The Monetary Policy Committee (MPC) of the State Bank of Pakistan (SBP) has made the decision to maintain the policy rate at 22% in its recent meeting. This Committee’s move aligns with market expectations, as most market participants anticipated a rate hold. The MPC observed that headline inflation, as anticipated, increased in September 2023 but is expected to decrease in October and continue on a downward trajectory, particularly in the second half of the fiscal year.
However, the MPC acknowledged several factors that could impact the inflation and current account outlook for FY24. These factors include recent volatility in global oil prices and the impending increase in gas tariffs from November 2023. Nonetheless, there are offsetting factors to consider, such as targeted fiscal consolidation in Q1, improvements in the availability of essential commodities, and the alignment of interbank and open market exchange rates.
The MPC pointed out some key developments since its September meeting. Firstly, there are encouraging initial estimates for Kharif crops, which are expected to have positive effects on various sectors of the economy. Second, the current account deficit significantly narrowed in August and September, contributing to the stabilization of SBP’s foreign exchange reserves despite limited external financing. Third, fiscal consolidation efforts are on track, with both fiscal and primary balances improving during Q1-FY24. Fourth, while core inflation remains persistent, inflation expectations among consumers and businesses have improved.
Nevertheless, the global oil price volatility and the ongoing conflict in the Middle East introduce uncertainty into the economic landscape. Given these circumstances, the MPC emphasized the importance of maintaining a tight monetary policy stance.
The MPC reiterated its earlier view that the real policy rate remains significantly positive on a 12-month forward-looking basis. This stance is considered appropriate to bring inflation down to the medium-term target of 5-7% by the end of FY25. However, this outlook depends on continued fiscal consolidation and the timely realization of planned external inflows.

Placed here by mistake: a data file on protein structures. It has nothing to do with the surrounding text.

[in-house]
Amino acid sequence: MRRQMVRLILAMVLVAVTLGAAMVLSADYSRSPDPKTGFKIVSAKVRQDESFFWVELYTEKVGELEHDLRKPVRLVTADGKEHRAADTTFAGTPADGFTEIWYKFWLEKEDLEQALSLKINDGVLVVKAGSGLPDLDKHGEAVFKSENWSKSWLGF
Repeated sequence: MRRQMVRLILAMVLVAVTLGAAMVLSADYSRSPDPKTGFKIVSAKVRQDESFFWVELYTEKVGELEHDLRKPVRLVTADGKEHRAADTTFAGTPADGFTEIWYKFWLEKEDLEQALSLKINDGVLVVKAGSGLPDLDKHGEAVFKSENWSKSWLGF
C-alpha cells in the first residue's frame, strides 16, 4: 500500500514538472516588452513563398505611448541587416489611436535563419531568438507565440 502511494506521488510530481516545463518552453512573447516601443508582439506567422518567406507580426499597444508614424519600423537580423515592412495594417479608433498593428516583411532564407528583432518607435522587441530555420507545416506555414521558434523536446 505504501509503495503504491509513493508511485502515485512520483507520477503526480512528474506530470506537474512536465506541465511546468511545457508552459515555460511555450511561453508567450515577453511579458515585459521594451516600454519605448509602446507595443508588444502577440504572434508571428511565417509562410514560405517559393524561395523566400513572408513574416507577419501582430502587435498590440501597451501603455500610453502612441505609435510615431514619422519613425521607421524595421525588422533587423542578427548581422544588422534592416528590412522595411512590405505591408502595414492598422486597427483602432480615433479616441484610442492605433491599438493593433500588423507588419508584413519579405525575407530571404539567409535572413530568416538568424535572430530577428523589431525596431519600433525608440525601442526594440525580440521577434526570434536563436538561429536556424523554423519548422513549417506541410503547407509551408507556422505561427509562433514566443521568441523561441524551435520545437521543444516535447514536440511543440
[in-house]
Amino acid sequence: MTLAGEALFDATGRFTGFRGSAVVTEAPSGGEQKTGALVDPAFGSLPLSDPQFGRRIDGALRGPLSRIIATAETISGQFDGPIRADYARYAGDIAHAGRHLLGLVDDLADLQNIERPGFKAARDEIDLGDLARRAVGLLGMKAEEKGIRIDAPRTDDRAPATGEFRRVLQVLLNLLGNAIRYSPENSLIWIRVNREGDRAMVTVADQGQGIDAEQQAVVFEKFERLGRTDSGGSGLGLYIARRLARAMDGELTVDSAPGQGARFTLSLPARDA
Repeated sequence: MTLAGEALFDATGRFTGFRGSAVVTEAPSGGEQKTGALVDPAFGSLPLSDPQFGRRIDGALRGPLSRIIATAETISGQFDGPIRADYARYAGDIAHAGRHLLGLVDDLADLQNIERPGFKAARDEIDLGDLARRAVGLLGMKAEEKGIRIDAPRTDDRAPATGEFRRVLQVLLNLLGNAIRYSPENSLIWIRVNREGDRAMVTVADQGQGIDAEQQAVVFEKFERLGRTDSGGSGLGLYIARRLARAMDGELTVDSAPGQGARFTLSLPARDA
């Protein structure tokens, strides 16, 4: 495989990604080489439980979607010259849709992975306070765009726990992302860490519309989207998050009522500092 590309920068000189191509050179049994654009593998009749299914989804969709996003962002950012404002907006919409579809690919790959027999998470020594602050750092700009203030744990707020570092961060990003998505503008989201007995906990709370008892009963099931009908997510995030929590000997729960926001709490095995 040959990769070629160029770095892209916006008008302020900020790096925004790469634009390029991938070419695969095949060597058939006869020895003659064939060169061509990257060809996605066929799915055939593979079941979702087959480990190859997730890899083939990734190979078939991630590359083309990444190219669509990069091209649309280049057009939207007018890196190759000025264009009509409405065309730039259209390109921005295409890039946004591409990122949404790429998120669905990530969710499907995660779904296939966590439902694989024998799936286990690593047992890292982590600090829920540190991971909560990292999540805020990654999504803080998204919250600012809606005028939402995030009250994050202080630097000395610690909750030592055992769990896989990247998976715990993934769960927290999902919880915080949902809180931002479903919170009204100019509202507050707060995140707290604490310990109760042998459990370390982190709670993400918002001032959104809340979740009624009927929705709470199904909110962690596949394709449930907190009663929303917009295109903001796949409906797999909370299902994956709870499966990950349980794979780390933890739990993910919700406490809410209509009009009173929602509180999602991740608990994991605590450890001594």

On the real sector front, recent data indicates moderate economic growth for the year, with favorable estimates for Kharif crops and a recovery in key sectors like cement, petroleum, oil, and auto sales. Large-scale manufacturing (LSM) output is gradually improving, primarily driven by domestic-oriented sectors.
In terms of the external sector, the MPC observed a substantial improvement in the current account balance, with the deficit narrowing significantly. Exports and workers’ remittances improved in September, and reforms related to exchange companies have contributed to better FX market sentiments and liquidity.
Fiscal indicators improved during Q1-FY24 compared to the previous fiscal year. The fiscal deficit and primary balance both showed improvement, reflecting increased revenue collection and reduced spending. Continued fiscal prudence is considered crucial for keeping inflation on a downward trajectory.
In the money and credit sector, broad money (M2) growth decelerated due to a slowdown in private sector credit and commodity operations financing. The MPC noted changes in the composition of both M2 and reserve money, which are expected to improve with fiscal consolidation and expected external inflows.
In terms of the inflation outlook, headline inflation surged in September but is expected to decrease in October due to adjustments in fuel prices, easing food commodity prices, and a favorable base effect. However, global oil price trends and increased gas tariffs pose some upside risk to the inflation outlook, and core inflation remains elevated. Fiscal policy and the availability of food commodities are expected to complement the central bank’s efforts to reduce inflation.
Overall, the MPC’s decision to maintain the policy rate reflects its commitment to managing inflation and stabilizing the economy, taking into account various domestic and global factors.
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